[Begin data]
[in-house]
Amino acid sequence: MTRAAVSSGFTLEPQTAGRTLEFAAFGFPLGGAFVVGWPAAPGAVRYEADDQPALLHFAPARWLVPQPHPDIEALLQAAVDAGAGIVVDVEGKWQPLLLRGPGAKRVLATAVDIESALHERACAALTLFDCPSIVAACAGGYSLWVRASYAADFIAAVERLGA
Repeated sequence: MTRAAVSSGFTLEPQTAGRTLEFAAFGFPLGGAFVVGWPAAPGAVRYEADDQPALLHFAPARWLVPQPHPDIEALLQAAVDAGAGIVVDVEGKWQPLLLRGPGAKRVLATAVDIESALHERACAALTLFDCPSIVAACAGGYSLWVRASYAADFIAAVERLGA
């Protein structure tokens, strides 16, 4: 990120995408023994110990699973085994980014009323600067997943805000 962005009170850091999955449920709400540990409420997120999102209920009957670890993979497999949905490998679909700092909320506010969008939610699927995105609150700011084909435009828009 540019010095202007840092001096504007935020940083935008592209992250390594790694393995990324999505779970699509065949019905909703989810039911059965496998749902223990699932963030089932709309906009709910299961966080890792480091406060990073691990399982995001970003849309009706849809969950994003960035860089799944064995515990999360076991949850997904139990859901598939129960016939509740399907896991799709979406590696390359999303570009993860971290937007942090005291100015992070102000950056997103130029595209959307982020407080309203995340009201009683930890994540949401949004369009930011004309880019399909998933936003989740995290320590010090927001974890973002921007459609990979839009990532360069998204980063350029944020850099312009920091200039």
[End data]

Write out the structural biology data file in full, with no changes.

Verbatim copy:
[in-house]
Amino acid sequence: MTRAAVSSGFTLEPQTAGRTLEFAAFGFPLGGAFVVGWPAAPGAVRYEADDQPALLHFAPARWLVPQPHPDIEALLQAAVDAGAGIVVDVEGKWQPLLLRGPGAKRVLATAVDIESALHERACAALTLFDCPSIVAACAGGYSLWVRASYAADFIAAVERLGA
Repeated sequence: MTRAAVSSGFTLEPQTAGRTLEFAAFGFPLGGAFVVGWPAAPGAVRYEADDQPALLHFAPARWLVPQPHPDIEALLQAAVDAGAGIVVDVEGKWQPLLLRGPGAKRVLATAVDIESALHERACAALTLFDCPSIVAACAGGYSLWVRASYAADFIAAVERLGA
């Protein structure tokens, strides 16, 4: 990120995408023994110990699973085994980014009323600067997943805000 962005009170850091999955449920709400540990409420997120999102209920009957670890993979497999949905490998679909700092909320506010969008939610699927995105609150700011084909435009828009 540019010095202007840092001096504007935020940083935008592209992250390594790694393995990324999505779970699509065949019905909703989810039911059965496998749902223990699932963030089932709309906009709910299961966080890792480091406060990073691990399982995001970003849309009706849809969950994003960035860089799944064995515990999360076991949850997904139990859901598939129960016939509740399907896991799709979406590696390359999303570009993860971290937007942090005291100015992070102000950056997103130029595209959307982020407080309203995340009201009683930890994540949401949004369009930011004309880019399909998933936003989740995290320590010090927001974890973002921007459609990979839009990532360069998204980063350029944020850099312009920091200039």